Police officers park their cars on the sidewalk outside precincts simply because there is nowhere else to park, a top NYPD official told members of the City Council on Monday.
Chief of Department Jeffrey Maddrey responded to questioning by Upper West Side Councilmember Gale Brewer on rampant illegal parking by police officers outside precincts, including both squad and personal vehicles, when he said that officers have no choice in the matter, given the paucity of legal spots around precincts.
“We listen to our communities, we know that it’s a problem,” said Maddrey. “We’re trying our best, in terms of just our officers parking as appropriately as possible. I know it’s difficult. A lot of people work at the precinct and there’s not enough parking spots.”
Brewer had been asking about the longstanding and widespread issue of officers parking their cars on the sidewalk outside precincts, a phenomenon visible at virtually every police precinct in New York City. It comes as the NYPD seeks to clean up its image among the populace by ostensibly making precincts less outwardly hostile, in the hopes that New Yorkers don’t immediately form negative perceptions within 15 seconds of arriving.
“I will say, if you want to look at the way the police are reviewed and seen, to have those kinds of cars all over the place and the barricades, it’s a challenge,” said Brewer. “We would love to see less parking of police and private cars, and I won’t even get into placards.”
Southwestern Bronx Councilmember Althea Stevens also highlighted NYPD parking as a major issue, particularly in her district.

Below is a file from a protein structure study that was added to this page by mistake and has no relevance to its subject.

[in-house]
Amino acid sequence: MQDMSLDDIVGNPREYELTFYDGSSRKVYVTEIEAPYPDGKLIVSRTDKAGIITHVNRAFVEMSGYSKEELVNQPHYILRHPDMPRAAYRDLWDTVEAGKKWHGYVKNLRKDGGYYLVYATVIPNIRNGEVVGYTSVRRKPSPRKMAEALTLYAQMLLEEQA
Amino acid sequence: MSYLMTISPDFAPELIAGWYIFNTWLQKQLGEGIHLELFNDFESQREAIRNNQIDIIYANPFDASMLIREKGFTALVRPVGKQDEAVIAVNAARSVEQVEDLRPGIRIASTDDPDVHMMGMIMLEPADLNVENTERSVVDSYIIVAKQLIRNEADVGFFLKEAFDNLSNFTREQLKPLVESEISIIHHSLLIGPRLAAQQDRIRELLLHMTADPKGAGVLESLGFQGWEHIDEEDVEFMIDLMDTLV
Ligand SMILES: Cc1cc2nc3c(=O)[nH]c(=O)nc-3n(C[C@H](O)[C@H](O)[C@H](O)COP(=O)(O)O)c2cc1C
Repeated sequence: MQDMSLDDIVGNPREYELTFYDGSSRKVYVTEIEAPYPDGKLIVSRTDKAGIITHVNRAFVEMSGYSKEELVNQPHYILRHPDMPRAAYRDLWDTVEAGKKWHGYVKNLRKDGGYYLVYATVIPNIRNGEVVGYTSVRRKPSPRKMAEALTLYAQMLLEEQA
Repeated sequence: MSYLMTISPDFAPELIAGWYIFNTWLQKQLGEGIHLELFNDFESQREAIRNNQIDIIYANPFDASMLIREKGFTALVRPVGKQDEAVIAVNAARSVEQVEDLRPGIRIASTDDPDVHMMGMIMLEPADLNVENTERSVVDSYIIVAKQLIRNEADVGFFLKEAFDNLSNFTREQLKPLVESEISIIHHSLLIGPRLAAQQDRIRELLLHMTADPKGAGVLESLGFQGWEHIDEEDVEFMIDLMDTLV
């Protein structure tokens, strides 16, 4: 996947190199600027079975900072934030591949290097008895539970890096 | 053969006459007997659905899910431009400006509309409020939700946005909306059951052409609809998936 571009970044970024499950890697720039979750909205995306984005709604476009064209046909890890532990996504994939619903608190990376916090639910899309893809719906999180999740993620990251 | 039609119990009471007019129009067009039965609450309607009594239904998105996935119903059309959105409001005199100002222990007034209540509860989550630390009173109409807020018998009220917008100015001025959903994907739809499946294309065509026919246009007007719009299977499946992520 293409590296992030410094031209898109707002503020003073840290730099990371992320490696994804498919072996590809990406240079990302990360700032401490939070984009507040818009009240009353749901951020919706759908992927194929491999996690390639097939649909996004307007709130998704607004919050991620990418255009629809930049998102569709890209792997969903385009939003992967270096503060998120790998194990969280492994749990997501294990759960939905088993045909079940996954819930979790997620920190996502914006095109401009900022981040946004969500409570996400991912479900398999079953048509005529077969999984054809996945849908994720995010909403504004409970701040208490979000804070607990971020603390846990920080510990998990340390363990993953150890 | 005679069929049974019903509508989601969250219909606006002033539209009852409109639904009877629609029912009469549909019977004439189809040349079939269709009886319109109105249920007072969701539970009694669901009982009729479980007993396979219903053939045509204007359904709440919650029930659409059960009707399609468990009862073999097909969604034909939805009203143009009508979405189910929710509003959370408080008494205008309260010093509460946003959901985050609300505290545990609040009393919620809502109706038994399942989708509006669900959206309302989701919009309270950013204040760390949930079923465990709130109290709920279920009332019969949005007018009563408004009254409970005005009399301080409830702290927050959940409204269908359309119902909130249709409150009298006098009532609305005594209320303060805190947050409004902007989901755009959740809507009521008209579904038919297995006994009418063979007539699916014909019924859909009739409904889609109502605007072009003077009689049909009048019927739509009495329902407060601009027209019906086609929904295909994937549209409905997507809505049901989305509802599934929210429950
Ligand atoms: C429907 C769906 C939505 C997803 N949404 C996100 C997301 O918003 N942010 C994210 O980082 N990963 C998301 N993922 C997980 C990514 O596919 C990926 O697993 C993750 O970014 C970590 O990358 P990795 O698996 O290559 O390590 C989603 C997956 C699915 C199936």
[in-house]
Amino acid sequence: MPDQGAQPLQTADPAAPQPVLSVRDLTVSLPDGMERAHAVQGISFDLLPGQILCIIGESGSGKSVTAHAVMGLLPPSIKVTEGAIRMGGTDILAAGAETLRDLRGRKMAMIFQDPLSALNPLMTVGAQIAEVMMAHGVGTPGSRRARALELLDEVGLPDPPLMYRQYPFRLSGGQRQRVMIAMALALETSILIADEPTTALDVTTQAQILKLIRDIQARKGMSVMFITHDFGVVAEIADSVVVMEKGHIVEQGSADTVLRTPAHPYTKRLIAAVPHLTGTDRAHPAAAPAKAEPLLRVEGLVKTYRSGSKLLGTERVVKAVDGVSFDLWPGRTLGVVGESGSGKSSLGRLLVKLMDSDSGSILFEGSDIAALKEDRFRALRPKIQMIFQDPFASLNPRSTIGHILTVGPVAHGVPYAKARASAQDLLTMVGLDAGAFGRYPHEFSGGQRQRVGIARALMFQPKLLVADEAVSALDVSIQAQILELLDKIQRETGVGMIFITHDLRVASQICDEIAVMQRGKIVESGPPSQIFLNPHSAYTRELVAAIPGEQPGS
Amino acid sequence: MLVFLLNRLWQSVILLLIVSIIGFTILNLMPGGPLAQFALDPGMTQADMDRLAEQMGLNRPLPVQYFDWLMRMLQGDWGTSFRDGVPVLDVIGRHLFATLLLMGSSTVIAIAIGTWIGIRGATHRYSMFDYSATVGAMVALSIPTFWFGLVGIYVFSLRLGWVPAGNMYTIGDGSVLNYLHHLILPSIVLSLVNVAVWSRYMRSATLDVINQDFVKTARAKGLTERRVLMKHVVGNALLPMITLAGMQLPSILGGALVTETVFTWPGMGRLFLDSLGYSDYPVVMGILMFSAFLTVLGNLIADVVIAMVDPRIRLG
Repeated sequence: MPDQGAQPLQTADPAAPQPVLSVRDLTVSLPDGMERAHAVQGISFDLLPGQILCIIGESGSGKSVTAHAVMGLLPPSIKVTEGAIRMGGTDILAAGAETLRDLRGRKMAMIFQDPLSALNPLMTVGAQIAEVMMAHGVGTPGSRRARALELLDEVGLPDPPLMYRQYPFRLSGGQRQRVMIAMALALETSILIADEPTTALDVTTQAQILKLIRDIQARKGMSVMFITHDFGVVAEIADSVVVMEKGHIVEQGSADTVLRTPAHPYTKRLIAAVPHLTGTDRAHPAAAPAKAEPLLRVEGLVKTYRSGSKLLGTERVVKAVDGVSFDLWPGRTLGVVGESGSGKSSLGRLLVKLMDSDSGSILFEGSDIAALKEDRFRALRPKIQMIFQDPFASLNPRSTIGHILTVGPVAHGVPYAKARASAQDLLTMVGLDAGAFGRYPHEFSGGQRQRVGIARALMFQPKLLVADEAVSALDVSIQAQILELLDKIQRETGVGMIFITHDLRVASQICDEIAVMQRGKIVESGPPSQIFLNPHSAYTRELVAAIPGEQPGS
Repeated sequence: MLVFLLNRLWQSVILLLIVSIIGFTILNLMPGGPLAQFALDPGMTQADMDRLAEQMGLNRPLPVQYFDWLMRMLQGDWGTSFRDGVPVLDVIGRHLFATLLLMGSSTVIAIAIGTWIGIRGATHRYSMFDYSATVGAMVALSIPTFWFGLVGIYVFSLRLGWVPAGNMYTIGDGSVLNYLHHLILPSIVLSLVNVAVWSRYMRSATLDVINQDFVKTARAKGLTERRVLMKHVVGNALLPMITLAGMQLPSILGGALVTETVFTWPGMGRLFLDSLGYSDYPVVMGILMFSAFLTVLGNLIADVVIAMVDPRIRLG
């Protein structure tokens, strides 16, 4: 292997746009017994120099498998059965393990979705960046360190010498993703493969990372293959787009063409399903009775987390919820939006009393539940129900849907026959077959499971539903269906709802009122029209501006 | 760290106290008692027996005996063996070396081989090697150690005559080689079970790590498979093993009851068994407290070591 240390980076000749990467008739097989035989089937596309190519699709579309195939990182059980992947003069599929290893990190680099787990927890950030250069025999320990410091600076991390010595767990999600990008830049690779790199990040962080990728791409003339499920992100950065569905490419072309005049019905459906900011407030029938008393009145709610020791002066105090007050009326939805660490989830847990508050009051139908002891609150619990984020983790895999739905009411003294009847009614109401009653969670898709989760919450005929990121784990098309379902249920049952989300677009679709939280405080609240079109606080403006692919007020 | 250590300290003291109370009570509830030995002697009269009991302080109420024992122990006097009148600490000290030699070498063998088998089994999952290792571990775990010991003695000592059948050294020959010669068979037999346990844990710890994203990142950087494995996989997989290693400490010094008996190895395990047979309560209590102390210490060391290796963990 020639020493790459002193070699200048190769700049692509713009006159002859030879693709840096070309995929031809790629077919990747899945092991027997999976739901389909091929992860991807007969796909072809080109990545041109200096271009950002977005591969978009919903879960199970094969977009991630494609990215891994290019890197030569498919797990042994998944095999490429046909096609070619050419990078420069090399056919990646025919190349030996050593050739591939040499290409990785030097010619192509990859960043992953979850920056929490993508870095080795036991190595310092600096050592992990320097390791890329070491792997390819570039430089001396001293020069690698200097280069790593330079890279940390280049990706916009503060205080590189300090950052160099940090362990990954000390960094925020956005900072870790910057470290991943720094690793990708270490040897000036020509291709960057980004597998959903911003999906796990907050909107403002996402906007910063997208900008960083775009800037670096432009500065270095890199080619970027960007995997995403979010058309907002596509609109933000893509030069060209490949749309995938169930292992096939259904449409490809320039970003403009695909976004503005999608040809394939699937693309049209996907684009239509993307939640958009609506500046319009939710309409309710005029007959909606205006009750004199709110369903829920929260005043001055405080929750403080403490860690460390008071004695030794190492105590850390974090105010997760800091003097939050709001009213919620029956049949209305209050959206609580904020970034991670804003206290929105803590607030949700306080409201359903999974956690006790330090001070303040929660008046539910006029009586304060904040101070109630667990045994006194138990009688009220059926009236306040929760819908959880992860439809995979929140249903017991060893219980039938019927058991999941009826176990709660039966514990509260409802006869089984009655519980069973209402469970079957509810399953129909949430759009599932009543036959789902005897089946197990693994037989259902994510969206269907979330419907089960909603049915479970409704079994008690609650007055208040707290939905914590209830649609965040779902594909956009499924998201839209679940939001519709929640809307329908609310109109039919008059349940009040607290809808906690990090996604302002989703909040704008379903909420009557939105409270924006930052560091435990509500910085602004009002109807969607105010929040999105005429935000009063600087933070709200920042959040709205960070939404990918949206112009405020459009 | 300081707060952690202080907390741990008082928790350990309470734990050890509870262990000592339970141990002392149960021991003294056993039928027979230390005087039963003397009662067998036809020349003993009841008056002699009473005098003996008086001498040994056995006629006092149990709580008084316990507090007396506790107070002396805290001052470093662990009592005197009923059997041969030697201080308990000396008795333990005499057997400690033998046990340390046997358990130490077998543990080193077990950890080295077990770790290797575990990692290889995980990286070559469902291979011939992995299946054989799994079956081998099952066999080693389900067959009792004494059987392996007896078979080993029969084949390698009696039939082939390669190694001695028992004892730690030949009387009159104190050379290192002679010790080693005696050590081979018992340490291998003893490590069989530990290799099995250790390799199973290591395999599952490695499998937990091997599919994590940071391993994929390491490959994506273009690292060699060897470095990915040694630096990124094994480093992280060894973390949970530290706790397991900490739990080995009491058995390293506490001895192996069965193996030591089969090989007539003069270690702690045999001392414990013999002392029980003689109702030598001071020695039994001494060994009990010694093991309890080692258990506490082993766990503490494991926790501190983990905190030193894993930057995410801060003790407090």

“You definitely need to do something about the parking,” said Stevens. “My office is across the street from a precinct, and it becomes very difficult. And not just for me, but even to drive down. So definitely we want to make sure we look at.”
On Twitter, transit advocates were incredulous at Maddrey’s remarks, questioning why police officers could not just take the subway or bus along with most New Yorkers.
“If only there was a high capacity, relatively quick way for people in New York City to live in one place and commute to their jobs in another place,” wrote Ben Kabak, who blogs about transit as Second Avenue Sagas.
The NYPD did not respond to a request for data on how its employees commute to work. In the MTA’s environmental assessment for its congestion pricing program, the Census tract with the most car commuters, by far, was the one with 1 Police Plaza and the Manhattan courthouses, Streetsblog reported.
Others questioned the legitimacy of the remarks, contending Maddrey’s argument was that cops can break the law if it inconveniences them.
“I wonder how often the ‘I parked illegally because there weren’t enough convenient legal spots’ excuse flies for the rest of us,” wrote Michael Pollack, a professor and administrator at Cardozo School of Law.
A spokesperson for Mayor Eric Adams did not respond to a request for comment. The administration has pledged to crack down on illegal parking, though the mayor himself has mocked efforts to clamp down on rampant abuse of city-issued parking placards and was notorious for allowing employees to park on Borough Hall plaza during his tenure as Brooklyn Borough President.
During his mayoral campaign, Adams’ Toyota Prius was spotted by Curbed driving on the sidewalk outside his Bedford-Stuyvesant building.